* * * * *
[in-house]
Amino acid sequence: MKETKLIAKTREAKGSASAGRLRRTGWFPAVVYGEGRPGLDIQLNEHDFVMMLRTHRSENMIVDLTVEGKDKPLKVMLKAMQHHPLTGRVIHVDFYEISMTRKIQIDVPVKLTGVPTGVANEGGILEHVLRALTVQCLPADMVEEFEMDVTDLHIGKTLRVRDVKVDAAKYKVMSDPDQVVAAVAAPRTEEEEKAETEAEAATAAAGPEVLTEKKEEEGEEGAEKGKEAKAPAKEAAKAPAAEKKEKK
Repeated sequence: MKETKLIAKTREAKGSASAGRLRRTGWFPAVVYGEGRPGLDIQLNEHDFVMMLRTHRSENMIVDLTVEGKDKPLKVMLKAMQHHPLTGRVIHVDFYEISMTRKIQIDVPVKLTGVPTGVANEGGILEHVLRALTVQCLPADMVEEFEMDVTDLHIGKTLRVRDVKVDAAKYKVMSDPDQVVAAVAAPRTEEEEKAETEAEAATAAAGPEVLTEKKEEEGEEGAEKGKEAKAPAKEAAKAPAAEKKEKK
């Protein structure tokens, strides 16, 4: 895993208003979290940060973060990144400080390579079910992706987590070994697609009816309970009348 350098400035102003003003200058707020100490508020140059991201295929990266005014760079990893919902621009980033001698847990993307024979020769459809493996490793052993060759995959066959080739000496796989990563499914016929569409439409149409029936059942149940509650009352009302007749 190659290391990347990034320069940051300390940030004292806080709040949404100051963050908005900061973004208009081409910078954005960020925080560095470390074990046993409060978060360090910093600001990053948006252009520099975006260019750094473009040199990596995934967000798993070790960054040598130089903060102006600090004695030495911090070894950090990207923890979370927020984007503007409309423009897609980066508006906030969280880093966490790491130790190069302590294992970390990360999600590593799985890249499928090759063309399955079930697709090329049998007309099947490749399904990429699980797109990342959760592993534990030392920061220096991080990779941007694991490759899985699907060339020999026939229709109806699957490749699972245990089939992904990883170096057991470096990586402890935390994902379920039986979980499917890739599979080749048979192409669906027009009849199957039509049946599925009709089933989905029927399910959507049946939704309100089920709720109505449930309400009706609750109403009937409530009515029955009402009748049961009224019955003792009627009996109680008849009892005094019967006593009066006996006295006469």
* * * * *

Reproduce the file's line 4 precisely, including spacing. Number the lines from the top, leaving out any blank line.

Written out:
């Protein structure tokens, strides 16, 4: 895993208003979290940060973060990144400080390579079910992706987590070994697609009816309970009348 350098400035102003003003200058707020100490508020140059991201295929990266005014760079990893919902621009980033001698847990993307024979020769459809493996490793052993060759995959066959080739000496796989990563499914016929569409439409149409029936059942149940509650009352009302007749 190659290391990347990034320069940051300390940030004292806080709040949404100051963050908005900061973004208009081409910078954005960020925080560095470390074990046993409060978060360090910093600001990053948006252009520099975006260019750094473009040199990596995934967000798993070790960054040598130089903060102006600090004695030495911090070894950090990207923890979370927020984007503007409309423009897609980066508006906030969280880093966490790491130790190069302590294992970390990360999600590593799985890249499928090759063309399955079930697709090329049998007309099947490749399904990429699980797109990342959760592993534990030392920061220096991080990779941007694991490759899985699907060339020999026939229709109806699957490749699972245990089939992904990883170096057991470096990586402890935390994902379920039986979980499917890739599979080749048979192409669906027009009849199957039509049946599925009709089933989905029927399910959507049946939704309100089920709720109505449930309400009706609750109403009937409530009515029955009402009748049961009224019955003792009627009996109680008849009892005094019967006593009066006996006295006469």